About Smithereen Farm
We have our lease in Schooner Cove, just next to Reversing Falls in Cobscook Bay. Washington County. Maine.
We are the northeasternmost oyster and seaweed farm in the USA, we have 22 foot tides! We also raise organic veggies, wild blueberries, strawberries, fruit orchard-- we make everything we can into value added products that you can buy on our website www.smithereenfarm.com
We grow out native oysters (Crassostrea virginican) and a native kelp (Alaria esculenta) on lines that float between buoys. We believe that small scale, conservation minded, locally owned aquaculture can be a positive player-- and have a SARE grant to explore "alternatives to plastic in aquaculture." Across the world traditional peoples pursue small scale aquaculture using bio-degradable and natural materials. We don't want robotics and large-scale arrays in the ocean, the whales already have enough to deal with
Please learn about our action research project: www.seaweedcommons.org.
We love algae!! and the ecosystem in the littoral zone.
Our water in Maine is relatively clean, a good place to eat algae from. But in places where waterways are compromised, like near cities, in harbors, downstream from intensive agriculture-- growing algae can have a different role-- sucking up phosphorus, nitrogen and frankly heavy metals. By growing seaweed on jute, agave, hemp and other natural fibers-- that algae can be brought back onto the land and used in compost, for street trees, for roadside plantings, and vegetative strategies that help absorb runoff and rainwater where it falls, infiltrating it so it doesn't become runoff. This helps recharge the groundwater, and of course more native vegetation is good for urban shading, habitat for many species, slowing wind and dust. If we heal the land upstream, we heal the water downstream.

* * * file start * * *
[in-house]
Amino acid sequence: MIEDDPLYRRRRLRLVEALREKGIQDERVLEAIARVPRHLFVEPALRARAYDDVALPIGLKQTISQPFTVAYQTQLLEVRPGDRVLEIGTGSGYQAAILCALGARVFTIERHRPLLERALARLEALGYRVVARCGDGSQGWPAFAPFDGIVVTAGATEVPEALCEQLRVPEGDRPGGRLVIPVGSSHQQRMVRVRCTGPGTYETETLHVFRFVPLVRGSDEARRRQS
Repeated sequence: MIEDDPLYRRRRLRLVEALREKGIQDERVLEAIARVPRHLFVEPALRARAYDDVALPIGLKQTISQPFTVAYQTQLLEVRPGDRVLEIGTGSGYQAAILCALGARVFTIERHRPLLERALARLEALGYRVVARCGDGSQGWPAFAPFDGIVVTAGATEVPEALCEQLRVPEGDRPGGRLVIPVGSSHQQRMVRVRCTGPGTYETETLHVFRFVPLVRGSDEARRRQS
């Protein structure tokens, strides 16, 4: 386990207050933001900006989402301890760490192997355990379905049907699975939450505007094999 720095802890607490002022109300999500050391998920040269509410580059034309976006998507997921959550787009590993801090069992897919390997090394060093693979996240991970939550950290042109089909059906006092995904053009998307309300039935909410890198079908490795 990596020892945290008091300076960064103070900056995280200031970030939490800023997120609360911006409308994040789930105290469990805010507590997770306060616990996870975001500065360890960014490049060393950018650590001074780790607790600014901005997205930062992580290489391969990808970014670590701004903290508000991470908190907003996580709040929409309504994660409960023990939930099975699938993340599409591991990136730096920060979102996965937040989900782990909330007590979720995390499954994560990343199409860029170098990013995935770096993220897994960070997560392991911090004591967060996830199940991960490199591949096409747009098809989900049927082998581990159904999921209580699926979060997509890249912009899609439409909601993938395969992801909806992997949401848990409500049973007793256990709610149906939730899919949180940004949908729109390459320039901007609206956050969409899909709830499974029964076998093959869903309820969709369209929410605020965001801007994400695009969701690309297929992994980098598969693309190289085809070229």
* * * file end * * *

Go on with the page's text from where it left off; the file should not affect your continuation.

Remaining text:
Projects like the Billion Oyster project are very important because they show that restoration aquaculture has a major role to play-- but we worry that plans for large-scale " Carbon Projects" being proposed in BC, in Australia, even on the coast of Maine are putting untested large-infrastructures into globally significant marine habitats, Our ocean is stressed, putting more stressors into pristine places feels less helpful.
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